New economic modelling by the Grattan Institute finds that around 80% of the cost of increasing the Super Guarantee rate is passed on to workers as lower wages.
Part of the ongoing debate about increases to the Super Guarantee rate has been about how much, if any, of the cost is paid by workers.
The Super Guarantee rate is legislated to increase to 10% in 2021, and then gradually increase to 12%. Some members of the Coalition have been calling for a freeze or pause in the SG rate. The Treasurer – who has previously committed to the legislated timetable, but more recently returned to saying there were “no plans” to change the legislated increases – has started a Retirement Income Review. The new Grattan Institute modelling will likely be submitted to the Review.
The modelling – released in the report titled ‘No free lunch: higher super means lower wages‘ – is based on analysis of over 80,000 federal workplace agreements. It finds that about 80% of increases to the Super Guarantee rate are passed on as lower wage rises over the term of the agreements, usually 2-3 years.
This differs from earlier work from the Grattan Institute on the Super Guarantee rate, which assumed that higher Super Guarantee was fully passed on through lower wage growth – pointing to Treasury modelling. That report – Money in retirement: more than enough – argued that the Super Guarantee rate should remain at 9.5% as Australians could already expect a comfortable retirement.
The new finding of 80.5% is also expected to be the lower end, “lower-bound”, of the effect, while the “long-term impact is likely to be even higher”.
“This trade-off between more superannuation in retirement but lower living standards while working isn’t worth it for most Australians,” said Brendan Coates, Grattan’s Household Finances Program Director and lead author of the new report.
“This new empirical analysis reinforces that the planned increase in compulsory super, from 9.5 per cent now to 12 per cent July 2025, should be abandoned. Most Australians are already saving enough for their retirement.”
“Together, these findings demand a rethink of Australia’s retirement incomes system.”
The modelling was based on agreements that cover about a third of employees, though the report authors expect it would apply to other employees.
Some have argued that wages growth has been slow at the same time that increases to the Super Guarantee rate were paused – the Coalition legislated a slower increase to the SG rate, it would have otherwise already be 12%. Coates rejects this argument: “It’s true that wages growth has slowed in recent years, but nominal wages are still growing by more than 2 per cent a year, so employers have plenty of scope to slow the pace of wages growth if compulsory super contributions are increased.”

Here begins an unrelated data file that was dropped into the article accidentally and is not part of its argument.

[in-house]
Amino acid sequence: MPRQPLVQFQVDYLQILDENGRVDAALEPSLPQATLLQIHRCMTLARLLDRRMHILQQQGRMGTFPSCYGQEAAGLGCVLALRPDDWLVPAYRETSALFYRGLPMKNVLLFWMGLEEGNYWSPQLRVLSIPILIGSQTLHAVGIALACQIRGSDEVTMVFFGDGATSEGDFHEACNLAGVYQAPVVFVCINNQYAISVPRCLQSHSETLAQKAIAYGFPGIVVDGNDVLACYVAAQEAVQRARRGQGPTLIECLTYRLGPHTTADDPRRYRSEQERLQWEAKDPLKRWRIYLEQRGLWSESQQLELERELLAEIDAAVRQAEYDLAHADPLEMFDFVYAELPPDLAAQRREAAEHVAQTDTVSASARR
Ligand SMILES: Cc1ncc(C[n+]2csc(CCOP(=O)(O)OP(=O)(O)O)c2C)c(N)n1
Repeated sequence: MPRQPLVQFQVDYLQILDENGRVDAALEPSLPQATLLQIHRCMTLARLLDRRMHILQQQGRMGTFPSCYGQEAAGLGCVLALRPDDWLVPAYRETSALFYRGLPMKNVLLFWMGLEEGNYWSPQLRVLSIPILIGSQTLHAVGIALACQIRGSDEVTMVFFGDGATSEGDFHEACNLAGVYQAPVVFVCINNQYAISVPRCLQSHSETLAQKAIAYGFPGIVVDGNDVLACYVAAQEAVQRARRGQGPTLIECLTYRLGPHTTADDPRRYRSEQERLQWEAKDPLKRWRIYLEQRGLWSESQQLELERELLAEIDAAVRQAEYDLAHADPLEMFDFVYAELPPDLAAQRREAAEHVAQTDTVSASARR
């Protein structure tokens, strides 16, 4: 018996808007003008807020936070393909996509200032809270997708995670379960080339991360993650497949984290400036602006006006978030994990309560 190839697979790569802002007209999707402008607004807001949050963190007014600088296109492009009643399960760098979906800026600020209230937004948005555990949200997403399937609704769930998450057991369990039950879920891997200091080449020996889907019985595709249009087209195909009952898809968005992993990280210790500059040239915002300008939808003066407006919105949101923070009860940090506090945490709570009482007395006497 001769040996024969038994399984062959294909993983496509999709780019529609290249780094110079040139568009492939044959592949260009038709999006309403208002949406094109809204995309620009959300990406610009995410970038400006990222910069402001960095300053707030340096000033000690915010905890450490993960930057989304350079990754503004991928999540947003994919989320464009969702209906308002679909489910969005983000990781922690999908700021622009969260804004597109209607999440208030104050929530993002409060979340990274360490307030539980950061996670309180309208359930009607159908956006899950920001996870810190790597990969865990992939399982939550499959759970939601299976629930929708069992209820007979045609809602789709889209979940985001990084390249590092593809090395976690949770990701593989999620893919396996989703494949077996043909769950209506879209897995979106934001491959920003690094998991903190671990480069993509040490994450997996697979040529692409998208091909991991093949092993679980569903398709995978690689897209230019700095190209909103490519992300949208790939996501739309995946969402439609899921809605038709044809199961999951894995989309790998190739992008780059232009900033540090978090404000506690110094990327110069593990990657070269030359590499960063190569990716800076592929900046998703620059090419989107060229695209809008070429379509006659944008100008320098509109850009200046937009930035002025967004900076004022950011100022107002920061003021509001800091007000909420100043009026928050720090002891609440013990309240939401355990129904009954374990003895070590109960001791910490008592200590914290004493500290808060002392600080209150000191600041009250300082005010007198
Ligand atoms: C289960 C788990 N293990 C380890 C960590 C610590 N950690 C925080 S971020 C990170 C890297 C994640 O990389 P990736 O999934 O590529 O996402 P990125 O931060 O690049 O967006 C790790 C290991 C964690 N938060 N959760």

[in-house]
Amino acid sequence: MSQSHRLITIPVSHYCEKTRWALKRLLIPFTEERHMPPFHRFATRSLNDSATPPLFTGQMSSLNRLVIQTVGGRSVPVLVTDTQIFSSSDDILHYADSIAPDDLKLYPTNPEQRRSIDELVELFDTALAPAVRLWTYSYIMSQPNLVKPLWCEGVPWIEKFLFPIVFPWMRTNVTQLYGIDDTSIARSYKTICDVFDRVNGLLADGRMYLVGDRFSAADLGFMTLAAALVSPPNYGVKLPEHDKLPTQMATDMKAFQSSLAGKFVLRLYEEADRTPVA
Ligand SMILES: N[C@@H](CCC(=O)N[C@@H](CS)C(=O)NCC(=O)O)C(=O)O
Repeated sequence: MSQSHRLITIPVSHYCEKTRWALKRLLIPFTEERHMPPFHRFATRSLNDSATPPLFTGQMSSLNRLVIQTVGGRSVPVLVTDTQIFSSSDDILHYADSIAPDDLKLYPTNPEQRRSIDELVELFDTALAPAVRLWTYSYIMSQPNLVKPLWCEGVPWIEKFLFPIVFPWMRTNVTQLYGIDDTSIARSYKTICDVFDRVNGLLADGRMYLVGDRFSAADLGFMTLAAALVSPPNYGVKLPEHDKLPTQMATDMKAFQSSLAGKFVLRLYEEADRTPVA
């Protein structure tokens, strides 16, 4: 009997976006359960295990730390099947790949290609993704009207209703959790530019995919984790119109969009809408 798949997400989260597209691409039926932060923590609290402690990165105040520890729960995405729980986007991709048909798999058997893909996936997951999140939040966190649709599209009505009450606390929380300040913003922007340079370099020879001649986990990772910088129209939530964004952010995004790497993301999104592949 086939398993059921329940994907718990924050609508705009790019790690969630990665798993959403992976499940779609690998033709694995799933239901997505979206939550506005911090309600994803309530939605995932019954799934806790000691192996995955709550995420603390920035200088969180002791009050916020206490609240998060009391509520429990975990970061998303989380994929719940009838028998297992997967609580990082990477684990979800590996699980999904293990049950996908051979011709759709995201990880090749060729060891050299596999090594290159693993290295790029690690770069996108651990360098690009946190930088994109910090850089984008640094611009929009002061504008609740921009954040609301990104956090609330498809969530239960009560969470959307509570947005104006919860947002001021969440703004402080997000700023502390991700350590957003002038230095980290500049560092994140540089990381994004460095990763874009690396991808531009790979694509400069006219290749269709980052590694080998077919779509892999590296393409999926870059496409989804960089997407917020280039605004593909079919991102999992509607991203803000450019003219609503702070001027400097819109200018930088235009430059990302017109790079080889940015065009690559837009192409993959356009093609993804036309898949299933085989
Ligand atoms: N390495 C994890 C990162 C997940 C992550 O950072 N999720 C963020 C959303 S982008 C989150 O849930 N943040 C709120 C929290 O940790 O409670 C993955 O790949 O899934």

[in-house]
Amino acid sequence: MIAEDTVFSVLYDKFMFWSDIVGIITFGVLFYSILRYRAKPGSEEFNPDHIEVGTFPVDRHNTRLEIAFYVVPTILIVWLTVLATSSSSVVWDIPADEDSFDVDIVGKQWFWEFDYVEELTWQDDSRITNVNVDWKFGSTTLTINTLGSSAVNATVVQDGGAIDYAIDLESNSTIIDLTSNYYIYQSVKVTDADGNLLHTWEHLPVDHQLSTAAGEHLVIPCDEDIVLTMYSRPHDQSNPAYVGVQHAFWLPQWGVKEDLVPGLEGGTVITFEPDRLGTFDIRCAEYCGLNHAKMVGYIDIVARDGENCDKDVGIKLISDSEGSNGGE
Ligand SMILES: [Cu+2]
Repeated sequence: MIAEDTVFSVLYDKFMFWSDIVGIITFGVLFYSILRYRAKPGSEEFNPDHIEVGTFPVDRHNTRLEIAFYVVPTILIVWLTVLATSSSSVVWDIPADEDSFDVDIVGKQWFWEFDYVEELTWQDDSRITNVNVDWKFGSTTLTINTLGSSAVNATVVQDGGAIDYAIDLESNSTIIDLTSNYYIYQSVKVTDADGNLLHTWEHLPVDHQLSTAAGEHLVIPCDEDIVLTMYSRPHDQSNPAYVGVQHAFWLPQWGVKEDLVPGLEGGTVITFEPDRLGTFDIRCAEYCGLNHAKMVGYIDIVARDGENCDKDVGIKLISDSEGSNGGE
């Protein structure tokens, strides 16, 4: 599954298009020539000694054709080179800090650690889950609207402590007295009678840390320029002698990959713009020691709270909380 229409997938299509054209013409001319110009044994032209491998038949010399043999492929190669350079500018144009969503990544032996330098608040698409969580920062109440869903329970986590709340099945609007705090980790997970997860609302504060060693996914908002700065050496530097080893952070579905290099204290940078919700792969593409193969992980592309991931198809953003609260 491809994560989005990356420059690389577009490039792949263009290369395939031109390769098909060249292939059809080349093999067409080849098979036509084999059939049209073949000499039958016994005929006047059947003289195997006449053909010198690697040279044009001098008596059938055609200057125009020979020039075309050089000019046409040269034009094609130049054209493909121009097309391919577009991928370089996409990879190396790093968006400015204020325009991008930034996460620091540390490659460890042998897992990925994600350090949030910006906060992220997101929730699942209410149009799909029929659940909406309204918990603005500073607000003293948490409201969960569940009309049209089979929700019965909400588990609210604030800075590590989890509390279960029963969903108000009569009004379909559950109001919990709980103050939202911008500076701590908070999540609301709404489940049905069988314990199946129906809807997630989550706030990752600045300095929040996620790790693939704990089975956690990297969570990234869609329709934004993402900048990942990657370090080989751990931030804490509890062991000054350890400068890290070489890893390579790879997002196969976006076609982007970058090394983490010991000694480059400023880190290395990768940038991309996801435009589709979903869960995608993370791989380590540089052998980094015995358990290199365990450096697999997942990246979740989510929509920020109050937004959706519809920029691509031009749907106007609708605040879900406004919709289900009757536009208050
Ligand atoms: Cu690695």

“And none of the plausible explanations for lower wages growth – whether slower growth in productivity, technological change, globalisation, an under-performing economy, or weaker bargaining power among workers – helps explain why employers would foot any more of the bill for higher compulsory super this time around.”
In research – commissioned by Industry Super Australia – released last year, Dr Jim Stanford, Director and economist with the Centre for Future Work at the Australia Institute, said many of those proposing a 100% offset between wages and super had “only asserted that relationship – and then cited others who also assert that argument”, in a “circular and repetitive exercise in ‘group think’”. Stanford’s modelling found increasing the Super Guarantee rate would have “no negative effects on future wage growth”.
The new Grattan report criticises the work by Stanford on a number of technical points, including only capturing the “short-run impact of increased super on wages” – leading to an underestimation on the impact on wages over the longer term.
Stanford took to Twitter to defend his work, and note the Grattan Institute is “conceding that what they once portrayed as a self-evident consensus”, and to criticise their methodology.
Recent research from the ANU found the case for increasing the Super Guarantee rate to 12% “tenuous unless the stance is adopted that a primary aim is to use superannuation to replace the Age Pension where possible”.
Labor reaffirms commitment to legislated SG increases
Stephen Jones, Labor Shadow Assistant Treasurer and Shadow Minister for Financial Services, “reaffirmed” Labor’s commitment to the current timetable for Super Guarantee rate increases.
Labor has committed itself to the currently legislated timetable for increases to Super Guarantee – which was passed by the Coalition. Under Labor’s previously legislated timetable, the SG rate would already be 12%. The Labor platform says the party will “urgently prioritise” ending the freeze on SG increases and raise it to 12 % as “soon as practicable”.
“Freezing the legislated increase won’t lead to pay increases and it won’t change super tax benefits for high income earners. The original timetable has already been delayed twice costing workers who are retiring today between $60,000 and $100,000 in their superannuation balance,” said Jones.
“Too many Australians retire without adequate retirement savings, which is why our super system needs to be strengthened and protected, not undermined.”
Some, including Liberal Senator Andrew Bragg, have proposed low income earners be able to opt-out of Super Guarantee, presumably receiving it as wages, something Jones rejects.
“We agree that workers need a pay rise. We don’t think they should pay for it with super cuts,” Jones said.
last time the Liberals and Nationals froze the Superannuation
Guarantee wages growth didn’t pick up, we got record low wages
“The Liberal Party has form when it comes to undermining superannuation. They have opposed every increase.”
More to come.